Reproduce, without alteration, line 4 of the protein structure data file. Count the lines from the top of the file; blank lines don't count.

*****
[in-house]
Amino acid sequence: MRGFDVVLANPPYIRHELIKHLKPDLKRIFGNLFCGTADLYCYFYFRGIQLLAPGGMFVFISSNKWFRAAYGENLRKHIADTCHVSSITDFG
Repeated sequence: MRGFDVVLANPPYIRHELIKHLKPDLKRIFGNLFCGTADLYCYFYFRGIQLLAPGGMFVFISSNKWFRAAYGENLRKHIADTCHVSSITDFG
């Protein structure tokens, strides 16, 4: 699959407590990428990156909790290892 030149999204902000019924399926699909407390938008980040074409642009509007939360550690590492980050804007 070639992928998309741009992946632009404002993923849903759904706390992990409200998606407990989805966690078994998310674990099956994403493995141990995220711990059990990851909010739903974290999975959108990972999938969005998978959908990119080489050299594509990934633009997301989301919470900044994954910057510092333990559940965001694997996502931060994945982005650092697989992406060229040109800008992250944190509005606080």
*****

């Protein structure tokens, strides 16, 4: 699959407590990428990156909790290892 030149999204902000019924399926699909407390938008980040074409642009509007939360550690590492980050804007 070639992928998309741009992946632009404002993923849903759904706390992990409200998606407990989805966690078994998310674990099956994403493995141990995220711990059990990851909010739903974290999975959108990972999938969005998978959908990119080489050299594509990934633009997301989301919470900044994954910057510092333990559940965001694997996502931060994945982005650092697989992406060229040109800008992250944190509005606080």